Kabul, Afghanistan — The death toll from a late-night Taliban suicide attack in the Afghan capital rose to 16 civilians on Tuesday, with 119 people wounded, an official said. Angry Kabul residents climbed over the wall into the international compound, which has been targeted frequently, and set part of it on fire.
Thick smoke rose from the Green Village, home to several international organizations and guesthouses and often a target of attacks - a peril to nearby local residents as well.
"People were screaming and saying, 'My children are trapped in the rubble,'" one witness, Faiz Ahmad, said Tuesday. Nearby homes were shredded and the concrete blast wall, on the western side of the compound, had buckled. A large crater was left in the street.
"Threshold of an agreement"
The Taliban continue such attacks even as a U.S. envoy says the militant group has reached a deal "in principle" with the U.S. on ending America's longest war, including a troop withdrawal that the Taliban already portray as their victory.
Taliban spokesman Zabihullah Mujahid told The Associated Press that "we understand that peace talks are going on ... but they must also understand that we are not weak and if we enter into talks ... we enter from a strong position."
He said the attack was a response to raids by U.S. and Afghan forces on civilians in other parts of the country. While he acknowledged there should be less harm to civilians, he said they shouldn't be living near such an important foreign compound.
The attack occurred just hours after the U.S. envoy briefed the Afghan government on an agreement "in principle" with the Taliban that would see 5,000 U.S. troops withdraw from five bases in the country within 135 days of a final deal. Between 14,000 and 13,000 troops are currently in the country.
The Green Village also was hit by a suicide car bomber in January, again as the U.S. envoy, Zalmay Khalilzad, was visiting the capital to brief the Afghan government on his negotiations with the Taliban on ending nearly 18 years of fighting.
Hours before Monday's attack, Khalilzad showed a draft deal to the Afghan president after declaring that they are "at the threshold of an agreement" following the end of the ninth round of U.S.-Taliban talks in Qatar. The agreement still needs President Donald Trump's approval.
There was no immediate comment from Khalilzad after the blast that was strongly condemned by Afghan President Ashraf Ghani.
Negotiating with the Taliban
Shaken Kabul residents question whether any agreement with the Taliban can be trusted, especially as foreign troops withdraw.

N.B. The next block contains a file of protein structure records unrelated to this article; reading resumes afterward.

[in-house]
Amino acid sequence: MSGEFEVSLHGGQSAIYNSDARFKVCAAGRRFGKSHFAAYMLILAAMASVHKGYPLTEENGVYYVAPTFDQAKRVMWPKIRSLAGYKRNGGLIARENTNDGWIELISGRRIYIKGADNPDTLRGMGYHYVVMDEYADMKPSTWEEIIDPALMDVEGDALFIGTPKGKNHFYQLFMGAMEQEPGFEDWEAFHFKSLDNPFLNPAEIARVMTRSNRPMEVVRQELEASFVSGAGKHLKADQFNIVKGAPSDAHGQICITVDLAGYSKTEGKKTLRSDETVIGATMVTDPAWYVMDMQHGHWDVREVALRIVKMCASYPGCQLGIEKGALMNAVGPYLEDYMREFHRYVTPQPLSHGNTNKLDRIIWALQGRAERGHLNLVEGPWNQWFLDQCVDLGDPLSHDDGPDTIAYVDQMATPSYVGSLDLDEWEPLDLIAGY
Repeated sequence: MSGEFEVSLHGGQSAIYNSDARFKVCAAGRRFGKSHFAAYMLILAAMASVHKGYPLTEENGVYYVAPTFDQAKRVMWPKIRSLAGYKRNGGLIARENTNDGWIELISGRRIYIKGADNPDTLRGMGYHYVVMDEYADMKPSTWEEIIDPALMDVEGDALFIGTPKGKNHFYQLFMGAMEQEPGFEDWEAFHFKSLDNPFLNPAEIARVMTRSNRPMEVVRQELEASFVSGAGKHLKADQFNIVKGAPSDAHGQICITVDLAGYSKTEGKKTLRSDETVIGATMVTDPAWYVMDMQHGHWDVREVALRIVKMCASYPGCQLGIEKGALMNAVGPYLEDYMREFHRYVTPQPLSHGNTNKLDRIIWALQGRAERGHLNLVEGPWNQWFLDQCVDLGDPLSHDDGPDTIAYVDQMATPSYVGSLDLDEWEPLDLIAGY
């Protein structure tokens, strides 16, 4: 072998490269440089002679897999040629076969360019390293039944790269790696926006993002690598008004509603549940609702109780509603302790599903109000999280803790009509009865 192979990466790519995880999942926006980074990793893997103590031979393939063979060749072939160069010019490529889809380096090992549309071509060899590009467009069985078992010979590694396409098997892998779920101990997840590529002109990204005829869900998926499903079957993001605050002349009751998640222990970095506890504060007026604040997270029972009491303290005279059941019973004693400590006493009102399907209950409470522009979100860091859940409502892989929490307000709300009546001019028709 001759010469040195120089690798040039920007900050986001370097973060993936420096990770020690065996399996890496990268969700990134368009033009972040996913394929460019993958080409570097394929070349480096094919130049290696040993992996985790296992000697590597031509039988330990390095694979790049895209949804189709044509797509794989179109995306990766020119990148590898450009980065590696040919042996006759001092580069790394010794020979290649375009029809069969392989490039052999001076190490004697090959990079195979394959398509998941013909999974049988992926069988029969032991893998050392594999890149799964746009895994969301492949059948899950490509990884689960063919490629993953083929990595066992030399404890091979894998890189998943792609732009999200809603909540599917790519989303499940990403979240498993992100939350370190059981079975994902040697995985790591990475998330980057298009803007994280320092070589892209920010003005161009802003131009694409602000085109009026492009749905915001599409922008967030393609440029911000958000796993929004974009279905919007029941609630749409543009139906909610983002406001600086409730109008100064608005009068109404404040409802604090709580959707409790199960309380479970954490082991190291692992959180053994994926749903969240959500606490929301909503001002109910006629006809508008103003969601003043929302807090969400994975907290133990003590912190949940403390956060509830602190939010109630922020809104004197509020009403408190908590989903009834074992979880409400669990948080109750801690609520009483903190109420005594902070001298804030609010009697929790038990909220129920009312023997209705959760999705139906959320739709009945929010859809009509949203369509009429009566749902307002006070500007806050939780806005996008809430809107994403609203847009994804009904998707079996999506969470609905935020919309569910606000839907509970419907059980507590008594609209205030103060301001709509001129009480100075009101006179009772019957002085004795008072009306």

The Taliban carry out such attacks even as the militant group appears to be getting what it wants in a deal with the U.S. - a troop withdrawal. The group wants all of the some 20,000 U.S. and NATO troops out of Afghanistan immediately, while the U.S. seeks a withdrawal in phases that would depend on the Taliban meeting certain conditions such as a reduction in violence.
Last month, as the U.S. deal with the Taliban took shape, Republican Senator Lindsey Graham of South Carolina urged President Trump not to order a military withdrawal from Afghanistan, warning that a large-scale drawdown from the war-torn country could pose a grave threat to U.S. national security.
"I am concerned that the president, in his desire to get out, is going to make the same mistake that President Obama did in Iraq," Graham, one of the White House's strongest allies in Congress, said on "Face the Nation."
Graham urged Mr. Trump to keep at least 8,600 U.S. troops in the country, saying "they act as a virtual wall against ISIS and al Qaeda."
"You may get a peace deal with the Taliban, but you'll never get a peace deal with al Qaeda or ISIS. They have an intent to strike America. They just don't have the capability yet," Graham said. "If we leave and outsource our national security to the Taliban (and accept their vow) that they're gonna take care of al Qaeda and ISIS, that would be a disastrous decision."
The draft agreement that Khalilzad will present to Mr. Trump would leave about 8,000 troops in Afghanistan, but it is unclear for how long.
Attacks have surged in recent months, including Taliban assaults on two provincial capitals over the weekend, as the group seeks to strengthen its negotiating position not only with the U.S. but with the Afghan government in the even more challenging intra-Afghan talks that are meant to follow a U.S.-Taliban deal on Afghanistan's future. The Taliban have rejected talking with the government so far, dismissing it as a U.S. puppet.
Some analysts also have warned that some factions of the Taliban might be expressing displeasure with the U.S. deal, though Taliban political leaders at the talks in Qatar have insisted that their tens of thousands of fighters would respect whatever agreement is reached.
The militant group is at its strongest since the U.S.-led invasion to topple its government after the Sept. 11, 2001 attacks on the U.S. The Taliban now control or hold sway over roughly half of Afghanistan.
The Taliban spokesman, Mujahid, said that whenever there is a reduction of violence in Afghan cities, the government asserts that the militant group is no longer able to carry out attacks because of stronger Afghan security forces.
"They should realize that they can't stop the Taliban," Mujahid said. "Hopefully they must understand that by now."